Two seasons ago, Richard Pitino was asked late during Amir Coffey’s freshman year with the Gophers if he ever saw his budding star playing point guard.
Pitino didn’t answer with a simple: yes or no. He used coach’s speak about Coffey already facilitating in their offense and it was just “semantics” about what position he played. That seemed like a way of saying he didn’t know.
Things have changed since.
Coffey, now a 6-foot-8 junior guard, is older and wiser within the Gophers system. He’s the team’s best passer. He’s also entering a situation this season where Pitino lacks point guard depth after losing three-year starter Nate Mason to graduation.
So that’s why if you checked out the box score of Saturday’s scrimmage win against Creighton, Coffey was the starting point guard. He finished with 14 points, four assists, four rebounds and three turnovers in 25 minutes.
Will Coffey be the U’s point guard in the season opener Nov. 6 against Nebraska Omaha? Maybe or maybe not, but one thing seems clearer by the day: He’ll have the ball a lot more this year.
“Amir, if he wants to be an NBA player, now it comes down to his skill level, where he can dribble, pass, shoot and make decisions,” Pitino said. “He can do that. I believe he’ll play in the NBA at some point. I love his mentality right now. He’s competing. He has that look of a guy who wants to take the next step as a basketball player.”
From all accounts of practice, Coffey’s making strides as a floor leader and primary ball handler. Bringing the ball up under pressure and orchestrating the offense are things he’ll need to pick up with more opportunities in actual game action.
The last time Coffey played even some “point-forward” was during a standout career at Hopkins High. Royals coach Ken Novak Jr. says Coffey’s vision and passing ability are his biggest strengths.
“We wanted him to get the ball and good things would take place,” Novak said. “The biggest problem with Amir is what I saw last year is there were too many times when he doesn’t have the ball. It’s not so much whether he brings it up, but it’s so he has the ball and can make decisions. Amir makes great decisions. He’s a phenomenal passer. As a matter of fact, I think his passing ability is his best strength. He’s got vision of a great point guard. He’s got size, but it’s a matter of just giving him the ball in positions where he can make decisions and put pressure on the defense.”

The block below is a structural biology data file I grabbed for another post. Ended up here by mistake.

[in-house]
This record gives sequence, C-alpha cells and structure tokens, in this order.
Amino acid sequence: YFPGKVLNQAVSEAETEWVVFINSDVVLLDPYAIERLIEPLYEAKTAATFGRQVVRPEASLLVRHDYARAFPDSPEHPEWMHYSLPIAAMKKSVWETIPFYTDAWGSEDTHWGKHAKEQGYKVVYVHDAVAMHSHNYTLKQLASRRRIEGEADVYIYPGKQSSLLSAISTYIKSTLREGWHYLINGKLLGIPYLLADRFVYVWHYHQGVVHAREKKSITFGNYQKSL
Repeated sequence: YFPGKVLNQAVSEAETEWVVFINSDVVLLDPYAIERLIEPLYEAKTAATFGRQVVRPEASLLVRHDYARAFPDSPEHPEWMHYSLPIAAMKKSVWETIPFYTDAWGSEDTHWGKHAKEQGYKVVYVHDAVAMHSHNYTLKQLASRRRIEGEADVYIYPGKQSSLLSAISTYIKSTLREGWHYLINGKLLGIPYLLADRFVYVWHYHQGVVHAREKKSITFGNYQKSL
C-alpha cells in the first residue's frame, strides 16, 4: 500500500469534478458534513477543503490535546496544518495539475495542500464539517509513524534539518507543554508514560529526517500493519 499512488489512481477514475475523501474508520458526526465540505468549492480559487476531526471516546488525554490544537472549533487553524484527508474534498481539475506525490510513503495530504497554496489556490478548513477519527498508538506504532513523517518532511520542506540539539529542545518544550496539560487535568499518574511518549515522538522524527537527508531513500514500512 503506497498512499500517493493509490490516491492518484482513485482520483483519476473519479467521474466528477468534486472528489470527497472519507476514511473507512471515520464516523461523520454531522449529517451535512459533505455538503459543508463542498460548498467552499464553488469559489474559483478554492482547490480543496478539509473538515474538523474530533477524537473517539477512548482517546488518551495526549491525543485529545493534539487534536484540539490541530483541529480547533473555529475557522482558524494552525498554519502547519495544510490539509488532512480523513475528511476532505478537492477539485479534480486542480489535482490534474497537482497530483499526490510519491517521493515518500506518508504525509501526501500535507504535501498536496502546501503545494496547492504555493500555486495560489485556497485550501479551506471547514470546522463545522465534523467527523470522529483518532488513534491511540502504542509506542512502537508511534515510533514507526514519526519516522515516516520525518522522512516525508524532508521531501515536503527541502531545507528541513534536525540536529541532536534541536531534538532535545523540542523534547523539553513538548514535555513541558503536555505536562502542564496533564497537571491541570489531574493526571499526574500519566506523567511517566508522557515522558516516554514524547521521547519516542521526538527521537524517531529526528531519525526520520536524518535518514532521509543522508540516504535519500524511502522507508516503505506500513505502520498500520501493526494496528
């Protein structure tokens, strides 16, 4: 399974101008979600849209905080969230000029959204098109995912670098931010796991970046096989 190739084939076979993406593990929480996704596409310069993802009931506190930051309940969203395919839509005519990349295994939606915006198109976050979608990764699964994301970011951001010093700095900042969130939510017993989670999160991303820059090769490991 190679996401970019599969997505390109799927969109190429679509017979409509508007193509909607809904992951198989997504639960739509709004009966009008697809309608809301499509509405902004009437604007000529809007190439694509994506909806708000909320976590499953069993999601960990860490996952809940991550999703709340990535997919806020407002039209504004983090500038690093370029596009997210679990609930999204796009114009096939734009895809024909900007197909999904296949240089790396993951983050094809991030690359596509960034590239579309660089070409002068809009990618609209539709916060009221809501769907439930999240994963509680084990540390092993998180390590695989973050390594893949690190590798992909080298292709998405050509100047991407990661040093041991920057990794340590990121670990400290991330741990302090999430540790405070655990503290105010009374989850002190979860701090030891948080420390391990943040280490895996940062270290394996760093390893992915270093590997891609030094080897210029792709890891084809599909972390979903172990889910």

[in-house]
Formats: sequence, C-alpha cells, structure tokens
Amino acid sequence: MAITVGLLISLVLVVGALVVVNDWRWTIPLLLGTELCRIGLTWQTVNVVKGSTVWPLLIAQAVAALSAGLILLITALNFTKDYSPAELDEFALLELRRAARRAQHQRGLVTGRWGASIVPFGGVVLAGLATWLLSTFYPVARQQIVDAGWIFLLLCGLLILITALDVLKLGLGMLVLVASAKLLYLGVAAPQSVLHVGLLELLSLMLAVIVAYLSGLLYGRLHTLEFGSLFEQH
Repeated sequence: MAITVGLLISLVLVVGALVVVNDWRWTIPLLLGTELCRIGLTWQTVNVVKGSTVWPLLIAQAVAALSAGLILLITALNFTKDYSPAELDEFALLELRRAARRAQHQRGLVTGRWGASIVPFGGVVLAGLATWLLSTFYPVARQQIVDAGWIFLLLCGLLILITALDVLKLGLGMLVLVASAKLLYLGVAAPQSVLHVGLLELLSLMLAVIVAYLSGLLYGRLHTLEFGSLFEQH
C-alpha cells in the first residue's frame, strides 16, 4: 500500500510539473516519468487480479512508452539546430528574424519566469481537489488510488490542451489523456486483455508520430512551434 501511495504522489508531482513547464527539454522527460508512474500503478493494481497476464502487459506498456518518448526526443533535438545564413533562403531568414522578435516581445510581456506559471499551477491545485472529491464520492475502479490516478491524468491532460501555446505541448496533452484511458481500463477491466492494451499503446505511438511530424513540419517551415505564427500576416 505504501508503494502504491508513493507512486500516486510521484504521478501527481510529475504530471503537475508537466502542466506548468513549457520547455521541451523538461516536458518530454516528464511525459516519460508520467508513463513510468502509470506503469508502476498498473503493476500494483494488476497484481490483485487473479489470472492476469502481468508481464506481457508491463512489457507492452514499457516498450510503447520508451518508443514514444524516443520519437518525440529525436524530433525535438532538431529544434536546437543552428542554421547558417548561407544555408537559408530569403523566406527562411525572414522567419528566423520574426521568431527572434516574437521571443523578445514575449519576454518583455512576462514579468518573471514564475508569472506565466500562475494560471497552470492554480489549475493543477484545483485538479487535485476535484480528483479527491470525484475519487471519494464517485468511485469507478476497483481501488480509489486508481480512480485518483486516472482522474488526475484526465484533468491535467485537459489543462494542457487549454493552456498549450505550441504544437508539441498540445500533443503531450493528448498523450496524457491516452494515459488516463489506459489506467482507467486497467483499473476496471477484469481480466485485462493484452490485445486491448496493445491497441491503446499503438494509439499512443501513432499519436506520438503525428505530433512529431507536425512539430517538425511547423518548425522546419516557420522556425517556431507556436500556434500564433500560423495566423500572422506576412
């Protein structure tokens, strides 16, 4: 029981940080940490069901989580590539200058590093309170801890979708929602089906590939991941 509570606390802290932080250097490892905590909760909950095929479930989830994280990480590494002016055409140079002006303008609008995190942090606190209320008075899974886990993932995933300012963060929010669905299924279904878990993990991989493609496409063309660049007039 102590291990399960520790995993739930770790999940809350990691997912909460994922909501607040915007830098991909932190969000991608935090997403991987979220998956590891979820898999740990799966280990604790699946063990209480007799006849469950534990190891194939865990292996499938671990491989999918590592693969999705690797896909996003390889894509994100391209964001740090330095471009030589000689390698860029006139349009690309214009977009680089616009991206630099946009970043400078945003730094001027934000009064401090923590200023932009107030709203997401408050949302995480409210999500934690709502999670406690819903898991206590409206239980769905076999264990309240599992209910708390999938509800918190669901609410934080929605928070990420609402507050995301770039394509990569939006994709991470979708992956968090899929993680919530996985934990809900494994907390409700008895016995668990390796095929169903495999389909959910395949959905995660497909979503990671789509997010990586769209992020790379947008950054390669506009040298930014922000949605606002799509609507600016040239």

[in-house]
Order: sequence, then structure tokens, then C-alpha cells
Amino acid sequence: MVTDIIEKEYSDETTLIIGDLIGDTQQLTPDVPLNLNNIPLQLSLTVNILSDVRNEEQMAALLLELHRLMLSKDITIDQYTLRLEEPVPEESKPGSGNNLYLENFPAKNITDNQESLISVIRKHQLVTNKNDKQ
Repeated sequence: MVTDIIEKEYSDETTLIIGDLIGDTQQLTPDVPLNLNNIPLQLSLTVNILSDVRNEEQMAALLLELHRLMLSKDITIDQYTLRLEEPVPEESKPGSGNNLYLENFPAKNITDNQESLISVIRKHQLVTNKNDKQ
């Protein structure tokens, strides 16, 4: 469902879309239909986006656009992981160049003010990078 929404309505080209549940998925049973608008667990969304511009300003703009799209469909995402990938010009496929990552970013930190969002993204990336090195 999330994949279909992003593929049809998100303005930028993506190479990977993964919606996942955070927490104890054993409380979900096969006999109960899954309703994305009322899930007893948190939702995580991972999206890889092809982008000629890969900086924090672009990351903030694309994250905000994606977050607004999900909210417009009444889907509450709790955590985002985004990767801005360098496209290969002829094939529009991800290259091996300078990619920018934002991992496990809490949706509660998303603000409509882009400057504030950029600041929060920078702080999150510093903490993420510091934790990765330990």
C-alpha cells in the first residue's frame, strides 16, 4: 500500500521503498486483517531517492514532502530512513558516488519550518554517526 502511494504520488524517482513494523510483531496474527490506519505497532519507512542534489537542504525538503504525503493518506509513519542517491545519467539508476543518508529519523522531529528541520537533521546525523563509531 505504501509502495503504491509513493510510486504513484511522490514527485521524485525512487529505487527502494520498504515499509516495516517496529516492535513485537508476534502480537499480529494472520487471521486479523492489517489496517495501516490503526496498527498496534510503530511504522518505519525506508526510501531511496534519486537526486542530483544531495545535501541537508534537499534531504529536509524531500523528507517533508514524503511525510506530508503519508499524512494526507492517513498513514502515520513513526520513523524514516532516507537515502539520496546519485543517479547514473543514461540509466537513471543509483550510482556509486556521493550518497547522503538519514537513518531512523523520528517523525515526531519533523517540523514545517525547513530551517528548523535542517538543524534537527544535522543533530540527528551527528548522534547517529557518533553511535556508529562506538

In early October, Pitino said Coffey was working a lot at point guard. The Gophers are also giving senior Dupree McBrayer and sophomore Isaiah Washington reps there as well. Sophomore Marcus Carr is probably the best pure point guard on the roster, having started for Pittsburgh and shined in ACC play last year. Carr, though, is still waiting for the NCAA to make a decision on a waiver to play this season.
On Saturday against Creighton, Coffey got into foul trouble early with two fouls, but he still finished with seven points, three assists and one turnover in 11 first-half minutes. Washington came off the bench to score all nine of his points in the first half on 3-for-5 shooting, including 2-for-2 on threes in 15 minutes.
Moving forward it will be interesting to see if the Gophers play Washington more at shooting guard since he seems much more adept at scoring than facilitating. Among Minnesota’s rotation guys last season, Washington led the team with 17.4 field goal attempts per 40 minutes. That was ahead of the team’s leading scores, Jordan Murphy (15.1 attempts) and Mason (16.2 attempts). Coffey was fourth at 12.9 attempts, up from just 10.6 his freshman year.
Coffey was more aggressive last season, but was he used enough in the offense when healthy (missed 14 games with shoulder injury)? His percentage of possessions used was 22.3, fourth in the rotation behind Murphy (27.1), Washington (27.0) and Mason (24.3), according to Ken Pomeroy’s advanced stats. Yet Synergy Sports data revealed Coffey led the Gophers with 1.004 PPP (Points Per Possession) rate, ranked 81 percent nationally. Mason’s PPP was .961 for 71 percent. Rates for McBrayer .843 and Washington .79 were average and below average on a national scale.
With the Gophers needing a spark wherever they can find it on the perimeter to replace Mason this season, positions like PG, SG and SF might just blend together. Pitino will look at different players at different spots in different lineups to see what works best.
In the end, whether Coffey's a point guard or point forward probably doesn't matter. If he has the ball more stats prove it should make Minnesota more efficient offensively.